The Coast, Amalfi and Further Afield

Saturday, April 13, 2013
Positano, Campania, Italy
We decided to take a trip along the coast to Amalfi but as the ferry was not operating due to the rough sea, we had to go by bus. A day pass costs €7.60 which allows you to travel on the SIta bus, all day, along the coast from Sorrento to Solerno. The road is narrow and on the side of the cliffs overlooking the ocean, so a little scary but incredibly spectacular. The trip from Positano to Amalfi was about 45 min. Amalfi was the main town in this region about 1000 years ago. The centre of the town is St Andrew's Cathedral which overlooks the main square. The remains of the apostle, Andrew were brought here in 1206 and are buried in the crypt under the church.

The main part of the town itself is really one street starting at the square and running partially into a ravine . It is actually quite touristy with lots of souvenir shops and certainly not the galleries or shops we expected to see. However, it is still worth a visit as the buildings and atmosphere within the town are interesting. One famous shop there is Andrea Pansa, started in 1830, which sells wonderful cakes and chocolates. We bought our morning tea there and had it on the balcony of the Cathedral – see photo.

After going through the Cathedral and wandering around the town, we had a light lunch at the Taverna degli Apostoli which is actually under the church. It was originally a jail. Family run, friendly, good food and we really enjoyed the décor.

In the afternoon we decided to catch the bus to Ravello which is a town in the hills above Amalfi. From the time we started to ascend into the hills, we were shrouded in fogs which by the time we got to Ravello, was quite thick . It was also cold, cold, cold. The town is known for its scenery and culture with the Ravello Festival held there every year, see The festival runs from April to October with the highlight being the concerts is in the gardens of Villa Rufolo on a stage that looks as though it hangs over the cliff and is floating on the sea. This had not been set up yet when we visited s all we could do is photograph the gardens. We will be going back but will pick a day when the sun is shining.

The next day we found out the ferries were running and took the 10 am to Salerno. This is a spectacular trip of about 70 min along the coast, stopping at Amalfi and then going on to Salerno. To see the Amalfi coast from the sea is really the only way to appreciate its beauty with the towns and villages, Saracen forts and huge cliffs rising from the sea. We took photo after photo, a selection of which are shown here .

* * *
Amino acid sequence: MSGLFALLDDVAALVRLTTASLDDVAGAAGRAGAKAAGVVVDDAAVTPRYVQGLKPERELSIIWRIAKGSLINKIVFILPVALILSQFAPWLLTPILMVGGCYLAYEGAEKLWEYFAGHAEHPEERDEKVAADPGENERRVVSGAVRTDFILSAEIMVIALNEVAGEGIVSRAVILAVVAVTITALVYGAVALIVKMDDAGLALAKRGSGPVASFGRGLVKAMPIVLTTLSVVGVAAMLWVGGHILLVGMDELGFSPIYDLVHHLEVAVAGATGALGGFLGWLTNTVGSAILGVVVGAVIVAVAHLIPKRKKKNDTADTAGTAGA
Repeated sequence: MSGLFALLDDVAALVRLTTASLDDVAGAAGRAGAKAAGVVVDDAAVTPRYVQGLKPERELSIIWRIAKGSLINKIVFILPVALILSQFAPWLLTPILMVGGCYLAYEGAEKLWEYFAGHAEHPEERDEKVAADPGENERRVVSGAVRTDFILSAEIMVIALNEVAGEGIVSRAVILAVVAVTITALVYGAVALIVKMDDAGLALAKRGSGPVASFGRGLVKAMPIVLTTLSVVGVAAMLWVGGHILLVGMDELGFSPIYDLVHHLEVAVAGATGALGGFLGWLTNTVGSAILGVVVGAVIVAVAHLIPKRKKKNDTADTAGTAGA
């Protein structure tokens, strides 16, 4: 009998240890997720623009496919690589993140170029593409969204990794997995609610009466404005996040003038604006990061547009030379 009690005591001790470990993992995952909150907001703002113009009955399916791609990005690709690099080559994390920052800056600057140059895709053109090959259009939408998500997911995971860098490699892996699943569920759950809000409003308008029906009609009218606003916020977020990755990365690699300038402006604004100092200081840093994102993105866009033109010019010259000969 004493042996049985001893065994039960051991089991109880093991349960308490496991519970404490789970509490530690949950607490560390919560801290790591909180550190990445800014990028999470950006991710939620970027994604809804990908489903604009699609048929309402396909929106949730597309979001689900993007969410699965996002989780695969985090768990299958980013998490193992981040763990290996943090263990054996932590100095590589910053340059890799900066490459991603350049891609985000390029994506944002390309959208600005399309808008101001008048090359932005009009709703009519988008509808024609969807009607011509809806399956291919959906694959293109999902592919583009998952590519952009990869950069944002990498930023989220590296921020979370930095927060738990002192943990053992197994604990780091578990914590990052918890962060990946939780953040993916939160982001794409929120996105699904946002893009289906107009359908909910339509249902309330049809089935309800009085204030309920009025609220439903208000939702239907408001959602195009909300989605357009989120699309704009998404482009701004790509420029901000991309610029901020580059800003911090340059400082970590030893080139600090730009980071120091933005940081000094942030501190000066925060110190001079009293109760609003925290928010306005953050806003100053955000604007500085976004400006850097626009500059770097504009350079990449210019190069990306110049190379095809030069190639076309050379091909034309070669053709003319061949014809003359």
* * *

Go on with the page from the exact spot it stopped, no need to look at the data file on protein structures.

Salerno is quite a large city of about 130,000 people. It is a commercial centre but recently has started to attract tourism due to its location being near Pompei and the Amalfi Coast. There is a train from Rome to Salerno and it is probably easier to access either Amalfi or Positano from Salerno by taking the ferry than from either Naples or Sorrento. There are some nice buildings and the city is very much into clothes. Of course, we has to have a bite to eat and Sue found a small restaurant place down a small alley, Malafemma Osteria. Family run, nice place, inexpensive.

We then took the ferry back to Positano – more scenery, more photos.

The walking and climbing was starting to have an effect and so the decision was made to have a lazy day . The plan was to walk up the road, take some photos of Positano from the road into the town, which is very high and then come home and relax for the rest of the day. Not to be, we found the road to Montepertuso, a village high above Positano. We thought we would walk a little way up the road and then return home. Well 4 kilometres uphill and about an hour and a bit later we arrived in Montepertuso. It was actually well worth the effort as not only are the views spectacular but the village hosts three of the best restaurants on the Amalfi Coast. We had lunch at Ritorante Il Ritrovo, by far the best food we have had since being away. The restaurant looks out over the sea and for those interested you can also do cooking classes there with the chef, Salvatore Barba and staff. We met some people in the restaurant who had done the class that morning and were enjoying what they had prepared.

Of course, having had lunch we had no choice but to walk home, much easier than going up. So although we had eaten well, we felt justified as we had also walked about 10 km during the day. It also meant we only had to have a really light evening dinner at home – couple of pieces of bruschetta.

Enjoy the photos including some at the end which show the
sort of things we do or see everyday.

One great in the whole area is they are really into recycling household garbage. There are five different types of material, different ones of which are collected daily - organics, paper, glass, plastics and aluminum and the rest.
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hope you are taking the zeebra home to paint eve